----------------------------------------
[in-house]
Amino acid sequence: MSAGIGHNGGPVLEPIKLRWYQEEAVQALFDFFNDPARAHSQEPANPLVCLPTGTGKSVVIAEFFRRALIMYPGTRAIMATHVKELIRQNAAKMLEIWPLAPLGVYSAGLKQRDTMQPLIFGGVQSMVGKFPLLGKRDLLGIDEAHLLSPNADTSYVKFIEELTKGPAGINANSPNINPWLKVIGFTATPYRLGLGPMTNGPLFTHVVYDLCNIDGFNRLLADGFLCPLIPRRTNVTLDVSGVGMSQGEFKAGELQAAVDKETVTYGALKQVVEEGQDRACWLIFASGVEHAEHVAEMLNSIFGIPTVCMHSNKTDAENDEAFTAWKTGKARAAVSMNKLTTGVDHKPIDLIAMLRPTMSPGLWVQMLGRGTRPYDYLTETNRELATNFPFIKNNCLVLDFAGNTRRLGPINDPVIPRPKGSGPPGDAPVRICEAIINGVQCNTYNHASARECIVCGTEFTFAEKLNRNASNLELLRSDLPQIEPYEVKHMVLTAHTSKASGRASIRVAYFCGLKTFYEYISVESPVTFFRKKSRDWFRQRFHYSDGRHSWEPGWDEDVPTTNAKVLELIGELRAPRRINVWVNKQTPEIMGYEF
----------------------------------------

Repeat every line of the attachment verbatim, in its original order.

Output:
[in-house]
Amino acid sequence: MSAGIGHNGGPVLEPIKLRWYQEEAVQALFDFFNDPARAHSQEPANPLVCLPTGTGKSVVIAEFFRRALIMYPGTRAIMATHVKELIRQNAAKMLEIWPLAPLGVYSAGLKQRDTMQPLIFGGVQSMVGKFPLLGKRDLLGIDEAHLLSPNADTSYVKFIEELTKGPAGINANSPNINPWLKVIGFTATPYRLGLGPMTNGPLFTHVVYDLCNIDGFNRLLADGFLCPLIPRRTNVTLDVSGVGMSQGEFKAGELQAAVDKETVTYGALKQVVEEGQDRACWLIFASGVEHAEHVAEMLNSIFGIPTVCMHSNKTDAENDEAFTAWKTGKARAAVSMNKLTTGVDHKPIDLIAMLRPTMSPGLWVQMLGRGTRPYDYLTETNRELATNFPFIKNNCLVLDFAGNTRRLGPINDPVIPRPKGSGPPGDAPVRICEAIINGVQCNTYNHASARECIVCGTEFTFAEKLNRNASNLELLRSDLPQIEPYEVKHMVLTAHTSKASGRASIRVAYFCGLKTFYEYISVESPVTFFRKKSRDWFRQRFHYSDGRHSWEPGWDEDVPTTNAKVLELIGELRAPRRINVWVNKQTPEIMGYEF